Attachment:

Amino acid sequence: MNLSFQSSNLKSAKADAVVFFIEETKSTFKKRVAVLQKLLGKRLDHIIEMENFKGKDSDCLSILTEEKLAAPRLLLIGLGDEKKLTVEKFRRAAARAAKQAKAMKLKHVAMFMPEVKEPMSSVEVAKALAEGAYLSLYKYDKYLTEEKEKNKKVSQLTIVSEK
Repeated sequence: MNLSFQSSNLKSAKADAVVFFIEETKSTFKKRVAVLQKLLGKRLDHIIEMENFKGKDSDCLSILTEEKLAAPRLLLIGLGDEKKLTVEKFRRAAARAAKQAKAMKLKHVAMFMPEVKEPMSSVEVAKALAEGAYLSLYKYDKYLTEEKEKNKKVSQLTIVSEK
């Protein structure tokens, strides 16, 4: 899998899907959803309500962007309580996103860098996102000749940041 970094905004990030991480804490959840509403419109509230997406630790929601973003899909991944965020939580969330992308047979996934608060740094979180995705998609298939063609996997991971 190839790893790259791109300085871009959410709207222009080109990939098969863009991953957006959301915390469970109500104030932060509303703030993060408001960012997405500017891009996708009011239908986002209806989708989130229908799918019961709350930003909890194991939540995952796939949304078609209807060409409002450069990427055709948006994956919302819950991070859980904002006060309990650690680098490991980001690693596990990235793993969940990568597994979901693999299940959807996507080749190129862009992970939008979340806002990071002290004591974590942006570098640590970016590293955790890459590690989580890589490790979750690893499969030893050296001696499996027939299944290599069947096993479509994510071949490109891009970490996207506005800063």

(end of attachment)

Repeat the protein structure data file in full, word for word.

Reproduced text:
Amino acid sequence: MNLSFQSSNLKSAKADAVVFFIEETKSTFKKRVAVLQKLLGKRLDHIIEMENFKGKDSDCLSILTEEKLAAPRLLLIGLGDEKKLTVEKFRRAAARAAKQAKAMKLKHVAMFMPEVKEPMSSVEVAKALAEGAYLSLYKYDKYLTEEKEKNKKVSQLTIVSEK
Repeated sequence: MNLSFQSSNLKSAKADAVVFFIEETKSTFKKRVAVLQKLLGKRLDHIIEMENFKGKDSDCLSILTEEKLAAPRLLLIGLGDEKKLTVEKFRRAAARAAKQAKAMKLKHVAMFMPEVKEPMSSVEVAKALAEGAYLSLYKYDKYLTEEKEKNKKVSQLTIVSEK
């Protein structure tokens, strides 16, 4: 899998899907959803309500962007309580996103860098996102000749940041 970094905004990030991480804490959840509403419109509230997406630790929601973003899909991944965020939580969330992308047979996934608060740094979180995705998609298939063609996997991971 190839790893790259791109300085871009959410709207222009080109990939098969863009991953957006959301915390469970109500104030932060509303703030993060408001960012997405500017891009996708009011239908986002209806989708989130229908799918019961709350930003909890194991939540995952796939949304078609209807060409409002450069990427055709948006994956919302819950991070859980904002006060309990650690680098490991980001690693596990990235793993969940990568597994979901693999299940959807996507080749190129862009992970939008979340806002990071002290004591974590942006570098640590970016590293955790890459590690989580890589490790979750690893499969030893050296001696499996027939299944290599069947096993479509994510071949490109891009970490996207506005800063």